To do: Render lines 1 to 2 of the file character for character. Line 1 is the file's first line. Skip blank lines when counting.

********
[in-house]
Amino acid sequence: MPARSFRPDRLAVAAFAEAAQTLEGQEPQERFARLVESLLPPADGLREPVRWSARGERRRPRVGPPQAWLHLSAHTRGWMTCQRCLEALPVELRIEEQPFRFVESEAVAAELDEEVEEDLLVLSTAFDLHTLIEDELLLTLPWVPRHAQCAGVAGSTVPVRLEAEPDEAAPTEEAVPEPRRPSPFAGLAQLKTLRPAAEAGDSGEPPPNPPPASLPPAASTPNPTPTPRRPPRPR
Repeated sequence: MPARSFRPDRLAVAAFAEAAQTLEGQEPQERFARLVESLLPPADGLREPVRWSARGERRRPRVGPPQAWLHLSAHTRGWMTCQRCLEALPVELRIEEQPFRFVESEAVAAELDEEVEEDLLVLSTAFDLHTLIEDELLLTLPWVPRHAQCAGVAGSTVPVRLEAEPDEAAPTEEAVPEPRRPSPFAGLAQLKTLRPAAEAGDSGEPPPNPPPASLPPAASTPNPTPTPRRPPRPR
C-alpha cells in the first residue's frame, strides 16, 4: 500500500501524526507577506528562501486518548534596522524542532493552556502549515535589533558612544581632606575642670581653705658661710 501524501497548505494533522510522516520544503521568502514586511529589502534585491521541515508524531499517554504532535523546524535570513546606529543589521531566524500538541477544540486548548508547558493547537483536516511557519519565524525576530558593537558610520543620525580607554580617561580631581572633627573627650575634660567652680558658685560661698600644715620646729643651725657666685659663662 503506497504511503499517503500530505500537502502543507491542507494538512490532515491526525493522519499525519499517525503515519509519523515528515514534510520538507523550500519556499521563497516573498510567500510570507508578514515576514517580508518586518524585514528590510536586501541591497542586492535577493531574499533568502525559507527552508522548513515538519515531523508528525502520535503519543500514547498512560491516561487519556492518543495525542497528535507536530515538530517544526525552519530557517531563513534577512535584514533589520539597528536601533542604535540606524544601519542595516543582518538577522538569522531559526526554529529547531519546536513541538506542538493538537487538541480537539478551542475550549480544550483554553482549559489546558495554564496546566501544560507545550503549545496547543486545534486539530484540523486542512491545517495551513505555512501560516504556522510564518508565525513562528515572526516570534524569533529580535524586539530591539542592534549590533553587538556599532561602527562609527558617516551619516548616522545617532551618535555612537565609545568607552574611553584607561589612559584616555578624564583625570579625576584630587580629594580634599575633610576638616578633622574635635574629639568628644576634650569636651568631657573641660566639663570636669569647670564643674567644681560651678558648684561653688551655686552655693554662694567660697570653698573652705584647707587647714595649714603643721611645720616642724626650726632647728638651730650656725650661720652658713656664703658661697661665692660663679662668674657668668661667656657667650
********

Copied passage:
[in-house]
Amino acid sequence: MPARSFRPDRLAVAAFAEAAQTLEGQEPQERFARLVESLLPPADGLREPVRWSARGERRRPRVGPPQAWLHLSAHTRGWMTCQRCLEALPVELRIEEQPFRFVESEAVAAELDEEVEEDLLVLSTAFDLHTLIEDELLLTLPWVPRHAQCAGVAGSTVPVRLEAEPDEAAPTEEAVPEPRRPSPFAGLAQLKTLRPAAEAGDSGEPPPNPPPASLPPAASTPNPTPTPRRPPRPR